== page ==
Henry Bell Lovett, rancher and county official, the son of Eli and Mary E. (Bell) Lovett, was born on September 21, 1858, on a farm near Dallas. From the age of four he lived with his grandparents in Parker County; he received only three years formal schooling, at a country school. In 1876 he joined the buffalo hunting outfit of Murphy and Lumpkin, which operated out of Fort Griffin. He spent that winter cutting cordwood for the troops at Fort Elliott and then resumed hunting. He was elevated from skinner to shooter in the spring of 1877. After the buffalo were killed out in 1878, Lovett again cut wood along Red Deer Creek and the Washita River for use at Fort Elliott and later cut hay on a ranch near Mobeetie. In 1879 he acted as a guide for Henry Rogers, a tax assessor, to locate outlying cattle outfits. During the next four years he worked for various ranches, including the JA, OX, Diamond F, and Bar O, and made two trail drives to Honeywell, Kansas. He registered an S-Bar brand in 1883.
In 1884 Lovett returned to his home in Weatherford. There on September 2, 1885, he married a young widow, Fannie (Hopkins) Long, daughter of James Alvin and Elizabeth Hall Hopkins. In November 1886 the couple moved to Mobeetie. While Henry continued working as a cowhand for area ranches, Fannie stayed at the home of H. B. Spiller, a surveyor, where in 1887 a daughter was born to the Lovetts. In November Lovett purchased a half section of land on Grapevine Creek, southwest of the future site of Lefors, and built a dugout that eventually grew to seven rooms. There he began raising corn and grain sorghum and made extra money by selling buffalo bones for fertilizer (see BONE BUSINESS). The Lovetts' nearest neighbors were Perry LeFors, Henry Thut, and J. E. (Jim) Williams. During the eleven years they lived on Grapevine Creek, the Lovetts expanded their land and cattle holdings. They raised registered shorthorns, Poland China hogs, and Buff Orpington poultry. They usually employed between two and five men. Lovett served as tax assessor for Roberts, Gray, and Hutchinson counties and in 1902 helped organize Gray County, where he served three terms as a county commissioner.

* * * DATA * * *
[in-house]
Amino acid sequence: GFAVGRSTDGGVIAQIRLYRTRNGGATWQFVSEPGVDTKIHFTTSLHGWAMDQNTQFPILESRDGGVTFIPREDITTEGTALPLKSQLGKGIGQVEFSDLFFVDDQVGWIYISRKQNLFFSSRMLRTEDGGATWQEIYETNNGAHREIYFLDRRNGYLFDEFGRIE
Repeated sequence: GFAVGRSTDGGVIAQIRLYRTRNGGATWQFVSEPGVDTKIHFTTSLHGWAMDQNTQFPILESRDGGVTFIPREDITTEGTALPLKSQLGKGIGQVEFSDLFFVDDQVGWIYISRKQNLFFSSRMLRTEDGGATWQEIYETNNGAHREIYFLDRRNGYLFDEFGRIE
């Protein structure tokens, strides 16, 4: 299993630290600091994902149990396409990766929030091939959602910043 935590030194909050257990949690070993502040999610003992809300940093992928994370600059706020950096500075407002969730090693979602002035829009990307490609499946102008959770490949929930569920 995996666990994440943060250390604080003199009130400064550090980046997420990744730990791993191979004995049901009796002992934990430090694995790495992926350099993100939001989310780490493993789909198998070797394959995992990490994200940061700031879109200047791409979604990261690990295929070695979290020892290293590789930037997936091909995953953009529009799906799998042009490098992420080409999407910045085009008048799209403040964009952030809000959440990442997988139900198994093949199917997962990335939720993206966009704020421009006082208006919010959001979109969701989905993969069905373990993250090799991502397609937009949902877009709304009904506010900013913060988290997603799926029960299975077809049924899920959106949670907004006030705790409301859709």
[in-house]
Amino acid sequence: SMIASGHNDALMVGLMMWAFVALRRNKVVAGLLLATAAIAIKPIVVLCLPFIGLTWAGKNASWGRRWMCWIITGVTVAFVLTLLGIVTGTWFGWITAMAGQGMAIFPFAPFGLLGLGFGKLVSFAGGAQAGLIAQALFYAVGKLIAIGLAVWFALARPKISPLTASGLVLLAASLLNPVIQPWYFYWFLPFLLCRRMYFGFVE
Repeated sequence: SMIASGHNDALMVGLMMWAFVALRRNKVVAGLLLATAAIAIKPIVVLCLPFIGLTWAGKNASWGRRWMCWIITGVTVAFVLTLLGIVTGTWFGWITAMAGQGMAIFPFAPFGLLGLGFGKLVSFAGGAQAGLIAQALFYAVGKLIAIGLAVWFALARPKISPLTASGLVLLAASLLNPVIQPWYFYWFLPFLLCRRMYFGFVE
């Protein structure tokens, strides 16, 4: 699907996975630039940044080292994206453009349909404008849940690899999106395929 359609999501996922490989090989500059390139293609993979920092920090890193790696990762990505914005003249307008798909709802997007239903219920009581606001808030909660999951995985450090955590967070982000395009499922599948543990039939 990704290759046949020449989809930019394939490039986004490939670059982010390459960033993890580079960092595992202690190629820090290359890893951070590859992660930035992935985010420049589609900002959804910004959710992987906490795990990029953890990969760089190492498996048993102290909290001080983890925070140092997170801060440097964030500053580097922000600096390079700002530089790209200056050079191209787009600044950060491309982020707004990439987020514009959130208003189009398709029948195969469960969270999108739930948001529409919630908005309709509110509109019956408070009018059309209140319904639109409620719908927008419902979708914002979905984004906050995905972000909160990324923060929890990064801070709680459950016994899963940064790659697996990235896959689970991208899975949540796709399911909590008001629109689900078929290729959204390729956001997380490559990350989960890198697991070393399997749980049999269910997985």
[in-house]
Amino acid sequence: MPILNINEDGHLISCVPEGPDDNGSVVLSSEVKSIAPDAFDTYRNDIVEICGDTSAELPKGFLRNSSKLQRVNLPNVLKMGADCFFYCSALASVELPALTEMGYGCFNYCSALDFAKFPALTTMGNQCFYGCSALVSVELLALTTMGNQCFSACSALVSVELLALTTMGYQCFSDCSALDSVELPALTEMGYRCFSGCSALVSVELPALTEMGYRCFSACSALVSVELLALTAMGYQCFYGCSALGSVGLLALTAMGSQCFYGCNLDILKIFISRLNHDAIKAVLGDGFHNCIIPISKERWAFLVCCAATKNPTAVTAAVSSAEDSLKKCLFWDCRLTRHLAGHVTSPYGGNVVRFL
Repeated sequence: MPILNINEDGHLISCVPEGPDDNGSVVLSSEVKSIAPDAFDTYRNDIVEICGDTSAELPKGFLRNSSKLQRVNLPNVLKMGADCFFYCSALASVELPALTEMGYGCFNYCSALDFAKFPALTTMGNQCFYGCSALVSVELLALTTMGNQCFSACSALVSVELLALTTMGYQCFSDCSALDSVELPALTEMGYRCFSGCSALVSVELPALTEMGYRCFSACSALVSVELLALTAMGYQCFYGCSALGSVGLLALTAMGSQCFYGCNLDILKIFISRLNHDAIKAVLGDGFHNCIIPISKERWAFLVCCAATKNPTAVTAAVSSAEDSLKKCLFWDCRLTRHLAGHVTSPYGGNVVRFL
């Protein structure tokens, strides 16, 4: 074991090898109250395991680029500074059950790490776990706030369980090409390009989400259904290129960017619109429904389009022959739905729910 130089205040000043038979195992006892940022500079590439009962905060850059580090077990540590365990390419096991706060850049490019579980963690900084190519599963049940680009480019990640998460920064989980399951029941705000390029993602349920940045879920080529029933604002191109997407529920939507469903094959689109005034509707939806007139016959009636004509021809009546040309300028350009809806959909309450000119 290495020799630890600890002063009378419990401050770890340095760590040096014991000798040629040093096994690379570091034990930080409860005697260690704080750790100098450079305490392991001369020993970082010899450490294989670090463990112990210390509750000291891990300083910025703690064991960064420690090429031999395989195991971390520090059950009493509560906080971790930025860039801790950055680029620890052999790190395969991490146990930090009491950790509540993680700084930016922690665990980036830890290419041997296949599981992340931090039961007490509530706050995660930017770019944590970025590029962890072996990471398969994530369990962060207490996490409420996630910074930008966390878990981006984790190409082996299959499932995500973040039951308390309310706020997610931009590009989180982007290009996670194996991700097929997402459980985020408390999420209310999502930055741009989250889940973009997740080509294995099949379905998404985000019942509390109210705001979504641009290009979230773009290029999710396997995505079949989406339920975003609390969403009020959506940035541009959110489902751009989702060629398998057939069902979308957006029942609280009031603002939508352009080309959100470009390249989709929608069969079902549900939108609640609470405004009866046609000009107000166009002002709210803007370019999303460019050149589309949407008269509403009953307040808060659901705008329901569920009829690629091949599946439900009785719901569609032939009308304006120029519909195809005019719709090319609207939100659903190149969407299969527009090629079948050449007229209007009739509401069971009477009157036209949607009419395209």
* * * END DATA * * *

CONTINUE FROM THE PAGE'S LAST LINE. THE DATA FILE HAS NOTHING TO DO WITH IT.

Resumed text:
In 1904 the Lovetts' daughter died of typhoid fever. In 1906 Lovett invested much of his cattle fortune in downtown property in Pampa. He purchased four brick business buildings and donated one lot for a new hospital. The Lovetts built a house on Turkey Creek, fourteen miles south of Pampa, in 1917 and later constructed a gray stucco house on Houston Street in town. They divided their time between the ranch and town until 1927, when they leased out the ranch and moved to town permanently. Their fortune increased after 1926, when oil was discovered on their land. The loss of their daughter was partially eased in 1929, when a nine-year-old niece, Mattie Velma Brown, came to live with them. The Lovetts were members of the Pampa First Christian Church, where Henry served as an elder.
During his later years Lovett suffered from poor health that prompted him to seek warmer climates during the winters. He died on January 21, 1940, and was buried in Miami beside his daughter. Mrs. Lovett remained at the house in Pampa until her death on October 2, 1949. Three years before her death she had made a will specifying that the bulk of her estate was to be left in the trust of three civic leaders-Montague K. Brown, Cecil V. P. Buckler, and Walter Purviance-for a period of ten years. It was to be used for "charitable, scientific, literary, or educational purposes." With funds from this bequest the libraries in McLean and Miami, the Nurses' Home near Highland General Hospital in Pampa, and the Lovett Memorial Library in Pampa were constructed.